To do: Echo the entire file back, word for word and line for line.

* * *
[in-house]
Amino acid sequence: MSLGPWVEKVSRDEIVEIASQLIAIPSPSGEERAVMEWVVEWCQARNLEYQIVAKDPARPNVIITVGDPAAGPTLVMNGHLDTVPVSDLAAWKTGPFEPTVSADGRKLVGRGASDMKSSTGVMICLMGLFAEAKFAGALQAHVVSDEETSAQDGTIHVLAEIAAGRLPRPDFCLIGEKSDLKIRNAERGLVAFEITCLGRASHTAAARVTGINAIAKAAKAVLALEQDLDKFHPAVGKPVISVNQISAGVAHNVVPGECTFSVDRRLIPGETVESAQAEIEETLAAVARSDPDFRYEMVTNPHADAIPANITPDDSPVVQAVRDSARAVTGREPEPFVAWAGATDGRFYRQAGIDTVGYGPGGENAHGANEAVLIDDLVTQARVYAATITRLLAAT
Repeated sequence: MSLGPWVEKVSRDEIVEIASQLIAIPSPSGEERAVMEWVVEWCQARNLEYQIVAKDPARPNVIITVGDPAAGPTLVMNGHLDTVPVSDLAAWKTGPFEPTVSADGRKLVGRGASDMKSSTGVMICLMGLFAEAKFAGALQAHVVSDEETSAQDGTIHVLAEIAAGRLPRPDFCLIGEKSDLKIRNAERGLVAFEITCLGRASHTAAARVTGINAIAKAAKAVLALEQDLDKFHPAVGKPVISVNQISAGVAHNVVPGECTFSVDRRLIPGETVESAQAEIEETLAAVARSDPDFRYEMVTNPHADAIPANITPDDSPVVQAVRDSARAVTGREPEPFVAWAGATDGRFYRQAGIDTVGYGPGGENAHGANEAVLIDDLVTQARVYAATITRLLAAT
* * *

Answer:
[in-house]
Amino acid sequence: MSLGPWVEKVSRDEIVEIASQLIAIPSPSGEERAVMEWVVEWCQARNLEYQIVAKDPARPNVIITVGDPAAGPTLVMNGHLDTVPVSDLAAWKTGPFEPTVSADGRKLVGRGASDMKSSTGVMICLMGLFAEAKFAGALQAHVVSDEETSAQDGTIHVLAEIAAGRLPRPDFCLIGEKSDLKIRNAERGLVAFEITCLGRASHTAAARVTGINAIAKAAKAVLALEQDLDKFHPAVGKPVISVNQISAGVAHNVVPGECTFSVDRRLIPGETVESAQAEIEETLAAVARSDPDFRYEMVTNPHADAIPANITPDDSPVVQAVRDSARAVTGREPEPFVAWAGATDGRFYRQAGIDTVGYGPGGENAHGANEAVLIDDLVTQARVYAATITRLLAAT
Repeated sequence: MSLGPWVEKVSRDEIVEIASQLIAIPSPSGEERAVMEWVVEWCQARNLEYQIVAKDPARPNVIITVGDPAAGPTLVMNGHLDTVPVSDLAAWKTGPFEPTVSADGRKLVGRGASDMKSSTGVMICLMGLFAEAKFAGALQAHVVSDEETSAQDGTIHVLAEIAAGRLPRPDFCLIGEKSDLKIRNAERGLVAFEITCLGRASHTAAARVTGINAIAKAAKAVLALEQDLDKFHPAVGKPVISVNQISAGVAHNVVPGECTFSVDRRLIPGETVESAQAEIEETLAAVARSDPDFRYEMVTNPHADAIPANITPDDSPVVQAVRDSARAVTGREPEPFVAWAGATDGRFYRQAGIDTVGYGPGGENAHGANEAVLIDDLVTQARVYAATITRLLAAT